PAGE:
When a youngster is learning to speak, he or she will often have difficulty producing certain sounds and will replace those sounds with another sound.
A common example of this is the “Elmer Fudd” way of speaking, where all the /r/ sounds are replaced by /w/ sounds. There are several typical phonological processes that children use as they learn speech and language. Usually, children are completely unaware that they have mispronounced a word and may even argue that they said it correctly. Typically, as children get older, they learn to produce those difficult sounds and usually correct those errors without even realizing it. As this happens, children’s speech productions become clearer, and they becomes more intelligible (i.e., easy to understand).
When phonological processes do not disappear by a certain age; and/or the child can easily produce the omitted sound but doesn’t use it in his or her speech, the child is said to have a phonological disorder. Phonological disorders can and do affect pre-literacy skills. As a result, children with these difficulties usually have difficulty learning to read and write.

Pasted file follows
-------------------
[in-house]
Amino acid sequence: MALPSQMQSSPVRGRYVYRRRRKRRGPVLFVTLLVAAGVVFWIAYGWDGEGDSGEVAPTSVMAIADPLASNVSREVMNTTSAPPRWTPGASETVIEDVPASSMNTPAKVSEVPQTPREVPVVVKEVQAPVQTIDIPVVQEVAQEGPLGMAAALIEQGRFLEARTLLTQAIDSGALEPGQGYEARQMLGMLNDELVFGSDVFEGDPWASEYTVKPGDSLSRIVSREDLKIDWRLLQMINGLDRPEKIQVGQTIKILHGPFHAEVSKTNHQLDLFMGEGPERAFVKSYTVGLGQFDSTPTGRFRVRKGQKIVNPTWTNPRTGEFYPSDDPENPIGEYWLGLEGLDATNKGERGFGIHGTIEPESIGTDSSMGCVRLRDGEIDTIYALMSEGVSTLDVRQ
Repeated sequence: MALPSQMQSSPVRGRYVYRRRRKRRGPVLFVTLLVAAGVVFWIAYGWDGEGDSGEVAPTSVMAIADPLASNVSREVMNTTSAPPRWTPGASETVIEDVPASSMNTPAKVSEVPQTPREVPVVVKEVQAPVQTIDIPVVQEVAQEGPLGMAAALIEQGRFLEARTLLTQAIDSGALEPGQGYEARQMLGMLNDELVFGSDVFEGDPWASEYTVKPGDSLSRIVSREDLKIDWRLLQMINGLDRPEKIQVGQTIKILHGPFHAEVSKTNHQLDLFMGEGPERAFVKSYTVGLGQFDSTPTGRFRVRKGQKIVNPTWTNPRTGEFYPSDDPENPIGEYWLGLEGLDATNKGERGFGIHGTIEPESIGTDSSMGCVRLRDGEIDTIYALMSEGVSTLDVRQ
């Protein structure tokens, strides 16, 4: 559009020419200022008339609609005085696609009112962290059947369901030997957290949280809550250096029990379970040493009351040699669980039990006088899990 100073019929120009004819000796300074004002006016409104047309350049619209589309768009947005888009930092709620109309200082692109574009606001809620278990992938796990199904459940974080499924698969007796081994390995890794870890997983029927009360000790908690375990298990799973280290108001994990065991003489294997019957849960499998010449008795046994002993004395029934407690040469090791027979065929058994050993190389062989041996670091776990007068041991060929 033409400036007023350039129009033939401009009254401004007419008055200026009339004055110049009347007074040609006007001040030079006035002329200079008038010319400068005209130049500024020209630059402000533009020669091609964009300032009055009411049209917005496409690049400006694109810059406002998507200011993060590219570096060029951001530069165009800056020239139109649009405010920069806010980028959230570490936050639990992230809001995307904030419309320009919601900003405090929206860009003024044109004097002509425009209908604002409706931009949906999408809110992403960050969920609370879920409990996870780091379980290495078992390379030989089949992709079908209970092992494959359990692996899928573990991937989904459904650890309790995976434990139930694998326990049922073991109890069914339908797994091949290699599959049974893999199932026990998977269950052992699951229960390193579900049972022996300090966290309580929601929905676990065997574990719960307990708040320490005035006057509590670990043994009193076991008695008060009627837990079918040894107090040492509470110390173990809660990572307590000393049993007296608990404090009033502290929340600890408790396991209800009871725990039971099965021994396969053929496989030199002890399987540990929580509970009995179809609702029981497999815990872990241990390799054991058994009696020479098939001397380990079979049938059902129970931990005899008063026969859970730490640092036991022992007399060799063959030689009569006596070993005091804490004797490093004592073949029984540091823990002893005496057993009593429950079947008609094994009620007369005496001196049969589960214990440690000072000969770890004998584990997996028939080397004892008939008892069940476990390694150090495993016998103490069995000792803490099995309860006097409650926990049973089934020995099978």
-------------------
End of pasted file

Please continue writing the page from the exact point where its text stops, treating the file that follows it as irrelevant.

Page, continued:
As speech therapists, we can help children with phonological difficulties in the following ways:
• We can teach the child how to make the sounds that he/she is having difficulty producing
• We can help the child become aware of his/her difficulties
• We can work with the child and caregivers to improve pre-literacy skills.
Written by: Claudia Correia, Speech-Language Pathologist, The Speech Therapy Centres of Canada.